Trustees approved several other personnel issues, including two new faculty members:
Dr. Heather Thayer was named assistant professor of music in the School of Fine Arts. Thayer earned a Bachelor of Music in horn and violin from Eastern Michigan University in 2000. She holds two master’s degrees from Bowling Green State University, one in horn performance and the other in music theory, both awarded in 2004. She completed the Doctor of Musical Arts degree in horn performance from the University of North Texas in 2011. She has served as an adjunct instructor of aural skills, music theory and applied horn at four universities, including Ouachita and Henderson State University for the past two years. She also has taught private horn lessons in Texas public schools and has performed in Arkansas, Oklahoma and Texas.
Lacy S. Wolfe was named assistant professor and circulation/reference librarian in Riley-Hickingbotham Library. Wolfe received both the Bachelor of Arts degree in English (2002) and the Master of Liberal Arts degree in social sciences (2005) from Henderson State University. She earned the Master of Library Science from Indiana University in Bloomington in 2011. She served for three years as a library assistant in the reference and circulation departments for the Central Arkansas Library System in Little Rock. As a graduate assistant at Henderson, Wolfe worked in the English as a Second Language Center where she taught TOEFL prep classes. Currently serving as a student financial services advisor for Brown Mackie College in Indianapolis, she is a member of the American Library Association. She and her husband, William, are relocating from Indianapolis this summer.
Trustees also approved several administrative staff positions:
Jason Bean was named Ouachita’s new director of recreational life. Bean holds degrees from the University of Arkansas and John Brown University and currently is pursuing a Ph.D. in education from the Talbot School of Theology. He has served the past four years as youth minister at Park Hill Baptist Church in Arkadelphia. He also has taught mathematics at Ouachita and Henderson and previously managed Castle Bluff Camp. His wife, Sarah, serves as hall director of Westside 2 residence hall. They have two children, Emma and Caleb.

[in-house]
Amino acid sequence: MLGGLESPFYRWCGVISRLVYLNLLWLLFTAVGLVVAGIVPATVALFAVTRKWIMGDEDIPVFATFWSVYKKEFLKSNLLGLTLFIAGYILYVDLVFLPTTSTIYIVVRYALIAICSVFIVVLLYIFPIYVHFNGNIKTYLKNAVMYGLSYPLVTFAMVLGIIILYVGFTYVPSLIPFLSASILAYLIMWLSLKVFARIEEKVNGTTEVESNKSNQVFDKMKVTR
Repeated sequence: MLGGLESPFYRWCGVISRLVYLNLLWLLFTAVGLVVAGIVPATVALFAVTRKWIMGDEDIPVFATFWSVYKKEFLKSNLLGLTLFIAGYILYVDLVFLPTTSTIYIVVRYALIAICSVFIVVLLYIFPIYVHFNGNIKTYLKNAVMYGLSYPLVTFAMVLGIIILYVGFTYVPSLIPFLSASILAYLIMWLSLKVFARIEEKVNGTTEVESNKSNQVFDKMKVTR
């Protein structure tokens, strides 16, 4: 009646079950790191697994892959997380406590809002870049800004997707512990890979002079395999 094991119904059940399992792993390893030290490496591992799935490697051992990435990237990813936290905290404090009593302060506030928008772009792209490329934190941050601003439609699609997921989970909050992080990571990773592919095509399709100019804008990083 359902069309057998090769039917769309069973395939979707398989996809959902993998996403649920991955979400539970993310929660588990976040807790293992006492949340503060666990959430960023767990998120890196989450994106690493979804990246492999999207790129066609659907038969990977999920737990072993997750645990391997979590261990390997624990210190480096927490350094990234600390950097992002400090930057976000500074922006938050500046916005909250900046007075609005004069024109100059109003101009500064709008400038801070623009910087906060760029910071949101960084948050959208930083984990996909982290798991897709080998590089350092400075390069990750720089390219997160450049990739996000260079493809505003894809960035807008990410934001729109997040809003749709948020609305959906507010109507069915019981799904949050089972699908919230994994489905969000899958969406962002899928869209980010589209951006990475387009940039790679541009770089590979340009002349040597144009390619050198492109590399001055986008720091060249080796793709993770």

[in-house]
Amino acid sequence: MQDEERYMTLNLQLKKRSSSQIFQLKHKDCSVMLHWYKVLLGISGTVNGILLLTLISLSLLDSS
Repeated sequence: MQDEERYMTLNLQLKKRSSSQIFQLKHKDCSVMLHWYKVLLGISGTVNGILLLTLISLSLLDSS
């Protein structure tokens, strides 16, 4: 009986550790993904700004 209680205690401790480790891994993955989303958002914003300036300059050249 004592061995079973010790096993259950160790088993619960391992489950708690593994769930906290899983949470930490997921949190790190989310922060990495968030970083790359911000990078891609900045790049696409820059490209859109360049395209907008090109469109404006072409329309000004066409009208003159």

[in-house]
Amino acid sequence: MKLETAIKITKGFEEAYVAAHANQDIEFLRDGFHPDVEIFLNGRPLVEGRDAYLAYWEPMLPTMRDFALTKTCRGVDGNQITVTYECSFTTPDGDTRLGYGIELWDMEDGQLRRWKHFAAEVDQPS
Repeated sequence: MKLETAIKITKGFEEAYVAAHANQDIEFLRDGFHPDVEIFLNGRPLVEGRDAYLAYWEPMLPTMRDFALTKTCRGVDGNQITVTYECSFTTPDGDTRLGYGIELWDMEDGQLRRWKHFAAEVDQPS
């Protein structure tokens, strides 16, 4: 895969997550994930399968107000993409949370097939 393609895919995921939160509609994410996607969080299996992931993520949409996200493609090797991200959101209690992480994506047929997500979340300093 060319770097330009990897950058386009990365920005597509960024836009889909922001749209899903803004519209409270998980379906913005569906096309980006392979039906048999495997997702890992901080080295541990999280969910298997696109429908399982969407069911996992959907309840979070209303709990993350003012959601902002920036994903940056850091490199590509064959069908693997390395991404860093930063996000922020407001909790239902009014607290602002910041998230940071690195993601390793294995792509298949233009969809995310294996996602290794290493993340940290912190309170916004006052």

Ian Deetz will serve as hall director in Anthony Hall with additional responsibilities in Career Services. He graduated from Ouachita in 2011 with a Bachelor of Arts in Spanish and a minor in Christian studies. He previously was a youth ministry intern at Houston Northwest Baptist Church. His wife, Cara, also is a Ouachita graduate.
Ashlee Giles will return to Ouachita as an admissions counselor. Earning bachelor’s and master’s degrees from Arkansas Tech University, she served as an admissions counselor in 2007-2009 before working at Henderson as assistant director of residence life. She returned to Ouachita for several months in 2010 before her husband, Robert, who works for the Arkansas State Parks system, was transferred out of the area. He recently was transferred to White Oak State Park and they have relocated to the Arkadelphia area.
Hillary Hill will serve as hall director of Frances Crawford East and as an assistant director in Campus Activities. Hill is a 2012 Ouachita graduate with a Bachelor of Arts in sociology and a minor in psychology. As a student, she was involved with Campus Ministries through Backyard Bible Clubs and the Big Brother Big Sister Program as well as with Elderserve through the Elrod Center for Family and Community.
Rachel Jones will serve as hall director in Maddox Hall and as assistant director of recreational life. She comes to Ouachita from Oklahoma State University where she graduated with a Bachelor of Science in international business in 2011, with minors in marketing, management and Spanish. Jones was a resident assistant in the residential life division at OSU, and was honored as RA of the Year in 2010. She was active as a small group leader in her church, a volunteer with Special Olympics and a member of the OSU women’s tennis team. She is engaged to Wilson Jones.
Allison Grigsby Sweatman will serve as hall director in Frances Crawford West Hall and as an assistant director in Campus Activities. She graduated from Ouachita this spring with a Bachelor of Arts in mass communications and minors in English and Christian studies. While a student, she served three years as a resident assistant in Gosser Hall. She also served in Campus Ministries as the Noonday ministry leader. Her husband, Andrew, also is a Ouachita graduate.
Ouachita Baptist University, a private Christian liberal arts university in Arkadelphia, is ranked among “Best National Liberal Arts Colleges” by U.S. News & World Report and among “America’s Top Colleges” by Forbes magazine. Serving since 1886 as a Christ-centered learning community, Ouachita has a current enrollment of 1,594 students from more than 30 states and 40 nations.
By Trennis Henderson, OBU Vice President for Communications